Early 90's cheese! Retro re-wind

I've put my progressive rock band Tocatta's MP3 files online for fun.  Call it reaching into my 20's from my 40's, but it's at least funny to listen to how pretentious our lyrics were.  Man, Mark was a wicked rock lead player...

Go to the download page


Grizzly Bear

My brother Mark has turned me on to Grizzly Bear, specifically the Veckatimest album.  So far, I've been connecting with the first three songs strongly.  At first listen I didn't really think they were all that good - we saw them live at a Radiohead concert and the mix was terrible.  But after hearing him tell me "it's replaced radiohead in my headphones" I gave it another listen.

The drummer is doing some crazy stuff, and you'd miss it if you didn't listen closely.  There is so much layering (something that the singer discussed when finding out the album was ripped off before release, and the layering wasn't completely added to the mix), it's almost like listening to an early Yes album or even Gentle Giant (there's going back to the cheesy 70's for you).

If you're into progressive rock, you should probably give these guys a listen.


Bill Cosby, Jazz Drummer

Here is a hilarious video from the Dick Cavett show, February 21, 1973. Classic Cosby.


New artist - Diane Birch

I just got the release of Diane Birch's Bible Belt and really enjoyed it.  Raised by a internationally traveling preacher, she has the soul of a much older generation. Her music sounds like a cross between 60's orchestra-led Motown pop combined with a more personal, close mic'ed songwriting style.  

The orchestrations are very nice, and she's just great when she's sitting at the piano and playing / signing.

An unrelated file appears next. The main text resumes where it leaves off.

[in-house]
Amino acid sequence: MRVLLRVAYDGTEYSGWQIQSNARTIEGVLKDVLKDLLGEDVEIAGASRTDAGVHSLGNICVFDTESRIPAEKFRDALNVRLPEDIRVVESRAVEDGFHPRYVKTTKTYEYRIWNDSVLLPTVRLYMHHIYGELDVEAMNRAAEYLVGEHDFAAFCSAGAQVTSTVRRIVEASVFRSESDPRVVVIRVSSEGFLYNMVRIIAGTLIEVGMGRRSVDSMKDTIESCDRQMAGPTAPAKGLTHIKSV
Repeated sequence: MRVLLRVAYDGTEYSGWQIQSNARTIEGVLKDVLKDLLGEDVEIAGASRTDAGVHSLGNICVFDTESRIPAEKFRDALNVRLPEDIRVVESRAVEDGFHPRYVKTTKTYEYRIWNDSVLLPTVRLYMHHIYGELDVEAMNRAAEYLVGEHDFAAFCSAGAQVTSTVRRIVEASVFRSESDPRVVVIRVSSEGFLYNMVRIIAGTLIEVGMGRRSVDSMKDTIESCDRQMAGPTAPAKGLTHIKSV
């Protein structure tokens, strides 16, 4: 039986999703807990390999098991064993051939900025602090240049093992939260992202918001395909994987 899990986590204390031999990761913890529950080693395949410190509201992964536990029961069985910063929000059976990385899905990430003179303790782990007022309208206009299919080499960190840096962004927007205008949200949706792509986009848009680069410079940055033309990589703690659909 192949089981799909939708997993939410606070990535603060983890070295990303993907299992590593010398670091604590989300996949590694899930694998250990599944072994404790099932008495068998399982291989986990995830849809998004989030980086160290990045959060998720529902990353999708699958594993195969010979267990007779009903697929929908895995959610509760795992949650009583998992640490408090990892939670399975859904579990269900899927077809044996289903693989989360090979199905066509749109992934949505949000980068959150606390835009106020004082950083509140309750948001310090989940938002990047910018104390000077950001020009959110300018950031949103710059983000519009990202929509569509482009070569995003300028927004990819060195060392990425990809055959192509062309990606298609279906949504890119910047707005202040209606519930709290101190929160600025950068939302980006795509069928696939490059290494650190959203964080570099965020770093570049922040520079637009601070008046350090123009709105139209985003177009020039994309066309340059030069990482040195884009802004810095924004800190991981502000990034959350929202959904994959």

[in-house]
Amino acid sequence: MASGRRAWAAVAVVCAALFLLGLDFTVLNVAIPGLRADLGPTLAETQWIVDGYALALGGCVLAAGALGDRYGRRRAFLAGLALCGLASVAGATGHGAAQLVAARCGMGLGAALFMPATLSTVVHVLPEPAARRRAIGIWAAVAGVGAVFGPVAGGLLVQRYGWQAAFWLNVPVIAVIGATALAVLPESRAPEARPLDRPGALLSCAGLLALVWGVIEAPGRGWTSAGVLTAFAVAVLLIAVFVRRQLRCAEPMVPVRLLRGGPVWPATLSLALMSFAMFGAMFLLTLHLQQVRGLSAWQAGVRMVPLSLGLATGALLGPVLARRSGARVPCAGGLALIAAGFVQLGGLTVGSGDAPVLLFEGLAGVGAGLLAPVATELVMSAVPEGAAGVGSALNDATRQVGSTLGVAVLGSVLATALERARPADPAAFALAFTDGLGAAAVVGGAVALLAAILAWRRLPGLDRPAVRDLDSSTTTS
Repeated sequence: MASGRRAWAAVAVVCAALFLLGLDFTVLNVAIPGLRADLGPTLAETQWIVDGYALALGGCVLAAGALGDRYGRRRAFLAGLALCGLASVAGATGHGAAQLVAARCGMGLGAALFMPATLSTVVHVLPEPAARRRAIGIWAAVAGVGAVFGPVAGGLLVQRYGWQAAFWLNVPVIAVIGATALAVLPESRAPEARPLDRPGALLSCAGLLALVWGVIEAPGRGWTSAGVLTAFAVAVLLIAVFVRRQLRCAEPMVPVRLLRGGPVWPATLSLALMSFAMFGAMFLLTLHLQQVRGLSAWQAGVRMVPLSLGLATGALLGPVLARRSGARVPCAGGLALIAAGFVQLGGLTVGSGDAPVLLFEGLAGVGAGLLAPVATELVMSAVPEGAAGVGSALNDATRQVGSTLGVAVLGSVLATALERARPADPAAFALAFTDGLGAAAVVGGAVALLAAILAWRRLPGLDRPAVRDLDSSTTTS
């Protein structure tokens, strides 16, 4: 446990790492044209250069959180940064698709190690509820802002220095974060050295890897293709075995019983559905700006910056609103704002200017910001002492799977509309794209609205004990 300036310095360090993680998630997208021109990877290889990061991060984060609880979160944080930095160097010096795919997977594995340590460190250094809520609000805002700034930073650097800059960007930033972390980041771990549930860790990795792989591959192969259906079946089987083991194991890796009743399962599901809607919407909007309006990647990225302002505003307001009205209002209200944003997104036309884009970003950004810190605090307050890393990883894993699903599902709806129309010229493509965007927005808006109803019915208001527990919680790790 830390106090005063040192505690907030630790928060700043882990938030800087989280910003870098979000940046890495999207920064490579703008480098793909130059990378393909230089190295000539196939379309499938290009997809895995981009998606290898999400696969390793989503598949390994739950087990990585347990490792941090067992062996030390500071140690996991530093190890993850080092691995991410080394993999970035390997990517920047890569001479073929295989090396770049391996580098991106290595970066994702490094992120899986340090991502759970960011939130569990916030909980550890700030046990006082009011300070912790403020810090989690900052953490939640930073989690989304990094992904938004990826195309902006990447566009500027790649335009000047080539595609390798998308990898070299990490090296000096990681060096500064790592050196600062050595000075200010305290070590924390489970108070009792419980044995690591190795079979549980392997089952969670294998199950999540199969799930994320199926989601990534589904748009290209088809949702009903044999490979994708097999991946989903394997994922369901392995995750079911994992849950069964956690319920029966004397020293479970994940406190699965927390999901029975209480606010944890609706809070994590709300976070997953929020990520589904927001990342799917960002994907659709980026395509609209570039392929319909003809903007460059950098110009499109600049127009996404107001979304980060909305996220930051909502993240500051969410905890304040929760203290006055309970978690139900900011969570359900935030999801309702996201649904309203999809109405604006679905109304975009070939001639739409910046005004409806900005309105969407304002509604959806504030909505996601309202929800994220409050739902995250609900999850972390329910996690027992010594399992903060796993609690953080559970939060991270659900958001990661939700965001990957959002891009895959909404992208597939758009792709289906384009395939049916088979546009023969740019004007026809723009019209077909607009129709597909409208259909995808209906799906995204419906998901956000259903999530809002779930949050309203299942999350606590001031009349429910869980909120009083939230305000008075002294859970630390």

Hickory or Maple?

So, apparently I've gone through my jazz life unaware of the difference in sticks, except maybe 7a -vs- 2b.  Years ago, my mentor and teacher Martin Bradfield used to sell me these great sticks that weighed almost nothing, were lathed with nice ridges on the butt, and just flew.  They were Maple, as far as I can tell, because when I played "2 minutes to midnight" or "War Pigs" they had the effect of just disintegrating.

Spin 20, no 25 years later.  Martin sent me a book he wrote in the 90's called "Drumming: The Forest and the Trees."  If you're a drummer, you should probably contact Martin at and get a copy.  He has a great set of stories and philosophical statements around the essence of drumming, what he feels is the role of a drummer, etc...

In one of the passages he questions any drummer who doesn't consider what sticks they are playing, and whether they match with the style of music, etc...  He asks why a jazz drummer wouldn't consider using maple, a lighter and less strong wood, as a choice for drumsticks over the traditional hickory.  So, I ran over to the local Guitar Center and picked up a few pairs of maple Pro Mark sticks (not in front of me right now) and boy is he right.

For the longest time, I was thinking my technique was OK and that the sound coming from my drums was in need of better tuning, heads, drums, etc...  Well, of course I was wrong.  Eventually I came to terms with the fact that to be a good Jazz drummer, you have to internalize Jazz, and technique isn't the end goal, it's merely the platform (like language for a writer).

I'll have to see how the stick conversion goes.  It does seem to lend me a lighter touch, and maybe it will help me to be more expressive and play softer than hickory sticks allow.  More later.